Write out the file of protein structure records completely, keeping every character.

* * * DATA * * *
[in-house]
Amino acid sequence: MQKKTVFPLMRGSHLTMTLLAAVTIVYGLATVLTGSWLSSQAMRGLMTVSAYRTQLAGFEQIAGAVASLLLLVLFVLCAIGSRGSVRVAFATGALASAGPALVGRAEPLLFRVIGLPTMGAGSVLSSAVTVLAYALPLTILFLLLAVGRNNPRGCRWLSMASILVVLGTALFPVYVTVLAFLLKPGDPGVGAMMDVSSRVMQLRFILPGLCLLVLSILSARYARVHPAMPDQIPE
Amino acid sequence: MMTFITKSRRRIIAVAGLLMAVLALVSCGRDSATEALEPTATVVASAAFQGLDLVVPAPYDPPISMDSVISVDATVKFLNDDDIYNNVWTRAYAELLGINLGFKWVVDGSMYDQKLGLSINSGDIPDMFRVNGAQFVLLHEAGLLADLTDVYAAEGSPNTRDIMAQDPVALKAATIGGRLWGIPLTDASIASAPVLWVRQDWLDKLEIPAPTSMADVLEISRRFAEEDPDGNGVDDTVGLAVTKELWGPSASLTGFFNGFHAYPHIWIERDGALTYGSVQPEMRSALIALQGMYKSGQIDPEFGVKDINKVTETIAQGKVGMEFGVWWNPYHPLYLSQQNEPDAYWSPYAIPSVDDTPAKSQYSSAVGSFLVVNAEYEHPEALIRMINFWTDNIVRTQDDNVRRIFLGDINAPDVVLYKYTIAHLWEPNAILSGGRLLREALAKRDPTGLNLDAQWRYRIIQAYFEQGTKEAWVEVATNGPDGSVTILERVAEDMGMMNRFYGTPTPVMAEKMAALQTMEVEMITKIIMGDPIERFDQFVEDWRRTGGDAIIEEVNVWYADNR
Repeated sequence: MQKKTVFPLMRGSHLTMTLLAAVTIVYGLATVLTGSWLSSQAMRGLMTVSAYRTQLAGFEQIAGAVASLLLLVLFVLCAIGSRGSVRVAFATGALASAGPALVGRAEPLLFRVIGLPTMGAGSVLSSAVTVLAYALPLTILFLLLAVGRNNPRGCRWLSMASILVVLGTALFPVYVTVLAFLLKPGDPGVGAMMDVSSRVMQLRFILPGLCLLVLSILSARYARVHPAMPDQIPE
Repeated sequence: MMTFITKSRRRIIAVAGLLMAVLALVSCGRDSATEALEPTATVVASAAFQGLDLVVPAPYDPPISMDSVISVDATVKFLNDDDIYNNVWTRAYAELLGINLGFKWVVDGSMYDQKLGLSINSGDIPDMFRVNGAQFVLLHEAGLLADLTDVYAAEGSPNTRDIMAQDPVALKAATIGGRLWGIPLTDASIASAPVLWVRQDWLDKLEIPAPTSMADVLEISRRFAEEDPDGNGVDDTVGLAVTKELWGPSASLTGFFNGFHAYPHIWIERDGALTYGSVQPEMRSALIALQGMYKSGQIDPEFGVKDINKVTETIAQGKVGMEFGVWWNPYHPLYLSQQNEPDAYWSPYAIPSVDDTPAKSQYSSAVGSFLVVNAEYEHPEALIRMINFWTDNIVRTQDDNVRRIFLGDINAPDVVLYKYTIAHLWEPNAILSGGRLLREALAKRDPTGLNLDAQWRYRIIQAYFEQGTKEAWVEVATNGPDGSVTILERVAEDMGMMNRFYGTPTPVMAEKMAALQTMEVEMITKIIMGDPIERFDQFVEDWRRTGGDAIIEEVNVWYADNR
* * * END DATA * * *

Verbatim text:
[in-house]
Amino acid sequence: MQKKTVFPLMRGSHLTMTLLAAVTIVYGLATVLTGSWLSSQAMRGLMTVSAYRTQLAGFEQIAGAVASLLLLVLFVLCAIGSRGSVRVAFATGALASAGPALVGRAEPLLFRVIGLPTMGAGSVLSSAVTVLAYALPLTILFLLLAVGRNNPRGCRWLSMASILVVLGTALFPVYVTVLAFLLKPGDPGVGAMMDVSSRVMQLRFILPGLCLLVLSILSARYARVHPAMPDQIPE
Amino acid sequence: MMTFITKSRRRIIAVAGLLMAVLALVSCGRDSATEALEPTATVVASAAFQGLDLVVPAPYDPPISMDSVISVDATVKFLNDDDIYNNVWTRAYAELLGINLGFKWVVDGSMYDQKLGLSINSGDIPDMFRVNGAQFVLLHEAGLLADLTDVYAAEGSPNTRDIMAQDPVALKAATIGGRLWGIPLTDASIASAPVLWVRQDWLDKLEIPAPTSMADVLEISRRFAEEDPDGNGVDDTVGLAVTKELWGPSASLTGFFNGFHAYPHIWIERDGALTYGSVQPEMRSALIALQGMYKSGQIDPEFGVKDINKVTETIAQGKVGMEFGVWWNPYHPLYLSQQNEPDAYWSPYAIPSVDDTPAKSQYSSAVGSFLVVNAEYEHPEALIRMINFWTDNIVRTQDDNVRRIFLGDINAPDVVLYKYTIAHLWEPNAILSGGRLLREALAKRDPTGLNLDAQWRYRIIQAYFEQGTKEAWVEVATNGPDGSVTILERVAEDMGMMNRFYGTPTPVMAEKMAALQTMEVEMITKIIMGDPIERFDQFVEDWRRTGGDAIIEEVNVWYADNR
Repeated sequence: MQKKTVFPLMRGSHLTMTLLAAVTIVYGLATVLTGSWLSSQAMRGLMTVSAYRTQLAGFEQIAGAVASLLLLVLFVLCAIGSRGSVRVAFATGALASAGPALVGRAEPLLFRVIGLPTMGAGSVLSSAVTVLAYALPLTILFLLLAVGRNNPRGCRWLSMASILVVLGTALFPVYVTVLAFLLKPGDPGVGAMMDVSSRVMQLRFILPGLCLLVLSILSARYARVHPAMPDQIPE
Repeated sequence: MMTFITKSRRRIIAVAGLLMAVLALVSCGRDSATEALEPTATVVASAAFQGLDLVVPAPYDPPISMDSVISVDATVKFLNDDDIYNNVWTRAYAELLGINLGFKWVVDGSMYDQKLGLSINSGDIPDMFRVNGAQFVLLHEAGLLADLTDVYAAEGSPNTRDIMAQDPVALKAATIGGRLWGIPLTDASIASAPVLWVRQDWLDKLEIPAPTSMADVLEISRRFAEEDPDGNGVDDTVGLAVTKELWGPSASLTGFFNGFHAYPHIWIERDGALTYGSVQPEMRSALIALQGMYKSGQIDPEFGVKDINKVTETIAQGKVGMEFGVWWNPYHPLYLSQQNEPDAYWSPYAIPSVDDTPAKSQYSSAVGSFLVVNAEYEHPEALIRMINFWTDNIVRTQDDNVRRIFLGDINAPDVVLYKYTIAHLWEPNAILSGGRLLREALAKRDPTGLNLDAQWRYRIIQAYFEQGTKEAWVEVATNGPDGSVTILERVAEDMGMMNRFYGTPTPVMAEKMAALQTMEVEMITKIIMGDPIERFDQFVEDWRRTGGDAIIEEVNVWYADNR